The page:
1965 Kansas City Athletics

From BR Bullpen


1965 Kansas City Athletics / Franchise: Oakland Athletics / BR Team Page[edit]

Record: 59-103, Finished 10th in American League (1965 AL)

Managed by Mel McGaha (5-21) and Haywood Sullivan (54-82)

Coaches: Luke Appling, Tom Ferrick, Gabby Hartnett and Whitey Herzog

Ballpark: Municipal Stadium

History, Comments, Contributions[edit]

The 1965 Kansas City Athletics were a dreadful team, finishing in last place in the American League, with 103 losses, but there were a few signs that better times were on the way - although the team would have relocated to Oakland by the time these came around. For example, they were the last team in over half a century to have three starting pitcher below the age of 21, in Catfish Hunter, Don Buschhorn and Ron Tompkins. The next team to do that would be the 2018 Atlanta Braves. Another positive sign came in the inaugural amateur draft, when the Athletics had the first overall pick and selected OF Rick Monday, who would turn out to be an excellent player, the first of many stars taken by the A's via the amateur draft.

The Athletics were also the team that gave a 59-year-old Satchel Paige a chance to pitch one game, on September 25th. Paige was already a living legend by then, but he acquitted himself better than anyone thought possible, as he limited the Boston Red Sox to one hit over three scoreless innings before leaving the game. It was not the team's only stunt that year, as on September 8th, SS Bert Campaneris became the first major leaguer to play all nine positions in one game.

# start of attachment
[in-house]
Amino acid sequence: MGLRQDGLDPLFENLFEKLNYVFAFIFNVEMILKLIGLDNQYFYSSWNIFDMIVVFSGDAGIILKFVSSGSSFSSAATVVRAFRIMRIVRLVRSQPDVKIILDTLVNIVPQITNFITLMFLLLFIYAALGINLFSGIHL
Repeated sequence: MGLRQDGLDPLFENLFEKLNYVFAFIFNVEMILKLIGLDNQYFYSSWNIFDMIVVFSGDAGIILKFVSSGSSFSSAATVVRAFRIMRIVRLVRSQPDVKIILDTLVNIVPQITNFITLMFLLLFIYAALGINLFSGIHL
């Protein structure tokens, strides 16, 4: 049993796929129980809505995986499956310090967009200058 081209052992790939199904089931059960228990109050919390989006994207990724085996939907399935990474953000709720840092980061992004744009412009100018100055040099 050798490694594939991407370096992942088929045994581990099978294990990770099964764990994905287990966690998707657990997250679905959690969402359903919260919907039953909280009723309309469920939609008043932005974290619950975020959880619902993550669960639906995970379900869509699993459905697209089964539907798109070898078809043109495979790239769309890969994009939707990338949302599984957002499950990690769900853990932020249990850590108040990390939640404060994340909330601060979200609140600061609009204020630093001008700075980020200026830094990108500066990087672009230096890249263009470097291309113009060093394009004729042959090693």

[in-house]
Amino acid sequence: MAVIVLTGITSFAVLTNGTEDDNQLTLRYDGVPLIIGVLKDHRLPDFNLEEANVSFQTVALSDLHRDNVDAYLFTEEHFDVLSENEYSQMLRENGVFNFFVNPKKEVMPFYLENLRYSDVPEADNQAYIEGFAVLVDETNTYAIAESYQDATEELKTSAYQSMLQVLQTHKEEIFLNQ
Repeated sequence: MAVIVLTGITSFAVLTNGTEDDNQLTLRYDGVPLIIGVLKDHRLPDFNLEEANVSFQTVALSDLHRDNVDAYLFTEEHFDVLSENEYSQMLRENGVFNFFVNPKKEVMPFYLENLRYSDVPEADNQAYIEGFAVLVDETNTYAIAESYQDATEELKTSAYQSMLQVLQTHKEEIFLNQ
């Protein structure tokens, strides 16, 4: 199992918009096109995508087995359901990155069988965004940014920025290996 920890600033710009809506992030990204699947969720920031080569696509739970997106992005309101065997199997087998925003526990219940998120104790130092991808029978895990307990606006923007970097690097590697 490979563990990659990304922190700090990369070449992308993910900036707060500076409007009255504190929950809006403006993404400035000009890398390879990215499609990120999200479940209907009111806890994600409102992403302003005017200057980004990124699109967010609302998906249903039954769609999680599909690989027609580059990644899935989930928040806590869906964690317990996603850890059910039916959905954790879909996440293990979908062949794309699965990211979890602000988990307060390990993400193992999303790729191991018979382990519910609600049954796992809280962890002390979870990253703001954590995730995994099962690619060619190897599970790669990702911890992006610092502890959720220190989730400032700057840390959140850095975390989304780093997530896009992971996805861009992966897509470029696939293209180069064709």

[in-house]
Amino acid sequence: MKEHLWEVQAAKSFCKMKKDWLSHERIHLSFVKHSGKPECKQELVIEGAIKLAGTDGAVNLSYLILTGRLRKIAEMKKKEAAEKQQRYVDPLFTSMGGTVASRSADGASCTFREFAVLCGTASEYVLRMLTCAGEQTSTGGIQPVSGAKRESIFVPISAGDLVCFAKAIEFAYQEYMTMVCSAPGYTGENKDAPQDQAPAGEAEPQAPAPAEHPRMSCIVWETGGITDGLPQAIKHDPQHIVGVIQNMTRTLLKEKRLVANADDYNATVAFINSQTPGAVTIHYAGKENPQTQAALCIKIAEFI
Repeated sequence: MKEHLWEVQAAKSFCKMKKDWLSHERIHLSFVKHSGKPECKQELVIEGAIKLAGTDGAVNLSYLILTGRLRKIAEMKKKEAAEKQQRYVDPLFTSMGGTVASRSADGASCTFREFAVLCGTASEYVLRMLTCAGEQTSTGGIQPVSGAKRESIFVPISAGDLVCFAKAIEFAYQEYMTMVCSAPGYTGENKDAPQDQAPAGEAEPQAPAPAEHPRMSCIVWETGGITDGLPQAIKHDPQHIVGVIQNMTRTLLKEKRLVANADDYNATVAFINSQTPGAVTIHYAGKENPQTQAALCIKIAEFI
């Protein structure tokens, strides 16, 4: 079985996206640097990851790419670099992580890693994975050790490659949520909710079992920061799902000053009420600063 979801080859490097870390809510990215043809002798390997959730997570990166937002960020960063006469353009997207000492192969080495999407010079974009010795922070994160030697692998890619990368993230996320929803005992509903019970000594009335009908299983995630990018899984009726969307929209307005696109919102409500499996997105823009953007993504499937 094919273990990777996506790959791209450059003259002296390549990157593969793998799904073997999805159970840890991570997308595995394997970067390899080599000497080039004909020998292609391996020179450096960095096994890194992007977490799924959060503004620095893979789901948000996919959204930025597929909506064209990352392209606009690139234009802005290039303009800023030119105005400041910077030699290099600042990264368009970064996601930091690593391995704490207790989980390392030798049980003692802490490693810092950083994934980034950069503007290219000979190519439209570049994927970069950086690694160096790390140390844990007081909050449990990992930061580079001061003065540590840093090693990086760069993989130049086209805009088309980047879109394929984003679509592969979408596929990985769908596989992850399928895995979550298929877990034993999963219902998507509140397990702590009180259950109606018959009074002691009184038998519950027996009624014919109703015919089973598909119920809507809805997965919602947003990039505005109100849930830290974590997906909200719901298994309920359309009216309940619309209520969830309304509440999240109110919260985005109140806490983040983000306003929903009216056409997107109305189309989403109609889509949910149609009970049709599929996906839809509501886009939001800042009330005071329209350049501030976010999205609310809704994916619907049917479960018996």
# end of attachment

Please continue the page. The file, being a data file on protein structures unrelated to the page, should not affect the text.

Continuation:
Awards and Honors[edit]


American League W L Pct. GB
Minnesota Twins 102 60 .630 --
Chicago White Sox 95 67 .586 7
Baltimore Orioles 94 68 .580 8
Detroit Tigers 89 73 .549 13
Cleveland Indians 87 75 .537 15
New York Yankees 77 85 .475 25
California Angels 75 87 .463 27
Washington Senators 70 92 .432 32
Boston Red Sox 62 100 .383 40
Kansas City Athletics 59 103 .364 43

Further Reading[edit]

  • Dom Amore: "A Paige out of history: Satchel's return in '65", mlb.com, February 6, 2022. [1]